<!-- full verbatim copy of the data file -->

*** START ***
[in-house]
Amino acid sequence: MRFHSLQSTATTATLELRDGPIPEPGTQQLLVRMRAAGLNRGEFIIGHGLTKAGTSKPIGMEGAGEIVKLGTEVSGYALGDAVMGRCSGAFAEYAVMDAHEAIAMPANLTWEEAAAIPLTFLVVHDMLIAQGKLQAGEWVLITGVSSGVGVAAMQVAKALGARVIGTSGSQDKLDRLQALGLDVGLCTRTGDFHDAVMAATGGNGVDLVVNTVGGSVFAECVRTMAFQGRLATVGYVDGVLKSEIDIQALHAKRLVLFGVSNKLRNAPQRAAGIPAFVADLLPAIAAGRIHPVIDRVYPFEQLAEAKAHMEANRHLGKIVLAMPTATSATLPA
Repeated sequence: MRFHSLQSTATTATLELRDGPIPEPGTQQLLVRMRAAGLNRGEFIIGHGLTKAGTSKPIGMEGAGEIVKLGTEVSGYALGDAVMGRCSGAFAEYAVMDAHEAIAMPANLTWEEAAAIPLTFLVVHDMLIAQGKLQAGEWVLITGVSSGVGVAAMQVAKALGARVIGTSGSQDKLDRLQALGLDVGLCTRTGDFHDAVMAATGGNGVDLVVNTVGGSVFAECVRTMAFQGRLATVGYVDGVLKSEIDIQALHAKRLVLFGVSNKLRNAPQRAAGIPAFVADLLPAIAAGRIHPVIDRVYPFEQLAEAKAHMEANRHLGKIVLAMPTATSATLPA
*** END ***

[in-house]
Amino acid sequence: MRFHSLQSTATTATLELRDGPIPEPGTQQLLVRMRAAGLNRGEFIIGHGLTKAGTSKPIGMEGAGEIVKLGTEVSGYALGDAVMGRCSGAFAEYAVMDAHEAIAMPANLTWEEAAAIPLTFLVVHDMLIAQGKLQAGEWVLITGVSSGVGVAAMQVAKALGARVIGTSGSQDKLDRLQALGLDVGLCTRTGDFHDAVMAATGGNGVDLVVNTVGGSVFAECVRTMAFQGRLATVGYVDGVLKSEIDIQALHAKRLVLFGVSNKLRNAPQRAAGIPAFVADLLPAIAAGRIHPVIDRVYPFEQLAEAKAHMEANRHLGKIVLAMPTATSATLPA
Repeated sequence: MRFHSLQSTATTATLELRDGPIPEPGTQQLLVRMRAAGLNRGEFIIGHGLTKAGTSKPIGMEGAGEIVKLGTEVSGYALGDAVMGRCSGAFAEYAVMDAHEAIAMPANLTWEEAAAIPLTFLVVHDMLIAQGKLQAGEWVLITGVSSGVGVAAMQVAKALGARVIGTSGSQDKLDRLQALGLDVGLCTRTGDFHDAVMAATGGNGVDLVVNTVGGSVFAECVRTMAFQGRLATVGYVDGVLKSEIDIQALHAKRLVLFGVSNKLRNAPQRAAGIPAFVADLLPAIAAGRIHPVIDRVYPFEQLAEAKAHMEANRHLGKIVLAMPTATSATLPA